For Cristol, one of the first steps to finding support is to consider oneself a Rare Mother. She explained:

A ‘Rare Mother’ is not what a mom would typically identify as. But when someone realizes they’re a Rare Mother, the whole world changes. They realize that their struggles are bigger than their family or the disease being faced. They realize that they aren’t alone.

Once they make this determination, it is easier to reach out, make connections, and build resilience.

ANGEL AID Goals

ANGEL AID seeks to relieve stressors – and reduce isolation – through one important goal: to care for the caregivers. As Cristol explained, caregiving is a lifelong journey. More so:

Caregivers need an extra layer of support, care, and uplifting. While caregivers are often providing support for their families, the question, ‘What am I going to do to support myself?’ is often at the bottom of their list.

Although many rare disease organizations and patient advocacy groups exist, caregivers are often left out of the conversation or the focus on how they can better care for the patient, without extending the conversation to include their own emotional and physical health. But it is crucial to remind caregivers of the importance of self-care.  Sometimes, it can be easy to pass up self-care. For example, the refrain, “I just don’t have time” is common in relation to giving up self-care. So, Cristol asked:

How can we reframe self-care as a daily need? How can we reframe specific activities as a self-care activity?

As the survivor of breast cancer, and living now 5 years cancer-free, Cristol holds a unique perspective on self-care and self-reflection, which she brings to the ANGEL AID CARES mission. The organization aims to empower self-care through syndicating wellness programs that offer Rare Mothers the opportunity to take time for themselves, even if just for an hour a week. Joining ANGEL AID’s many offerings is the ideal opportunity to not only achieve greater peace and self-care but to have others who can uplift you emotionally.

Want to learn more about the experiences of Rare Mothers? Check out Cristol’s TedX talk entitled “Caring for Caregivers.

The ANGEL AID CARES Online Community

When you first join the ANGEL AID community, you’ll find yourself immersed in education and community support. ANGEL AID offers a “Rare Mothers Wellness Program,” which is a mobile-first and multilingual community portal. On the portal, you’ll find:

  • Resiliency training, using The Sustainable Mom: A Guidebook for Rare Mothers by Dr. Laura Riordan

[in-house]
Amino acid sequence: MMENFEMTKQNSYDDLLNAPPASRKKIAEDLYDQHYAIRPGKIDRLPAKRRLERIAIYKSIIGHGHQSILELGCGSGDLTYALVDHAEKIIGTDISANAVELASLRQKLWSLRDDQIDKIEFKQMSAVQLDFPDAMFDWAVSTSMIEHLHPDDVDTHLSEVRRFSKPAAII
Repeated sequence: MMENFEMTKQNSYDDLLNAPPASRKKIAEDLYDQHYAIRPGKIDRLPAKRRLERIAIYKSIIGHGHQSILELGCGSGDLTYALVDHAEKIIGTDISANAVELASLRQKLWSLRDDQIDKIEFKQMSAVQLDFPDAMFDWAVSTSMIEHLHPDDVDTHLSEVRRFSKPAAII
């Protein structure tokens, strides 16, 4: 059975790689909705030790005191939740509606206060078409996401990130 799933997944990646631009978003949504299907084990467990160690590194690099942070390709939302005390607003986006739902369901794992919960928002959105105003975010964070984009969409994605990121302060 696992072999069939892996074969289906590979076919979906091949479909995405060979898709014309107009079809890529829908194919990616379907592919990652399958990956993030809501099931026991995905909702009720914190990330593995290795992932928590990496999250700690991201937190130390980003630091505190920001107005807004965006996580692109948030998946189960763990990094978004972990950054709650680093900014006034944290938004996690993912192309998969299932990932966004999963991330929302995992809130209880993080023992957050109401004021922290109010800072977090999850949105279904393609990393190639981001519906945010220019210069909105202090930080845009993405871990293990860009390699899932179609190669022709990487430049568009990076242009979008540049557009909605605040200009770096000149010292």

• Rare Mother-to-Mother support groups
  • Storytelling as Self-care weekly workshops on Thursdays @ 10am PST
  • Rare Mothers in Relationshipweekly workshops on Tuesdays @ 10am PST
  • A wealth of other self-care resources, guides, and partners

Within the support groups, you will have access to insights from health and wellness experts, as well as opportunities to speak with other Rare Mothers. This is the ideal setting to share your thoughts without judgment. Cristol also described the support groups as:

Emotional relief in 60 minutes. This is maternal health and disease-agnostic self-care.

What this means is that the support groups are not centered around a specific rare disease; rather, the groups are meant to provide focused support by fostering personal connections, storytelling, and emotional self-care. In fact, many Rare Mothers have shared that they:

appreciate the opportunity to set the disease at the door and just be women supporting women at an empathetic level.

Microsoft Volunteers Care About Rare Mothers

In 2020, Microsoft even joined in on the effort. Microsoft employee volunteers donated over 400 hours of time to help launch the new RareMothers.org global community wellness portal.

Interested in joining the free ANGEL AID online community and sharing your authentic self with other Rare Mothers? You’ll have access to free weekly self-care workshops and meditations, free recorded meditations, a private group to talk with other caregivers, monthly Zoom meetings, and the Uplifting Gifting program, which sends free self-care items to your door. Sign up here to join this amazing community.

Additional Offerings

Outside of the “Rare Mothers Wellness Program,” ANGEL AID provides so many other helpful programs for Rare Moms. These include:

24/7 Crisis Text Support & Suicide Prevention Mental Health Program

As described above, over half of caregivers report that caregiving can be mentally and emotionally draining. More so, this stress can last beyond the child’s life. Thus, it is incredibly important to have resources available to suit the emotional and mental needs of caregivers. Currently, ANGEL AID CARES offers Level 1 text line support on its website. Moving forward, Cristol hopes to create a more comprehensive ANGEL AID Crisis Response System, using therapists for Level 2 sustainable support. Cristol explained that ANGEL AID seeks to: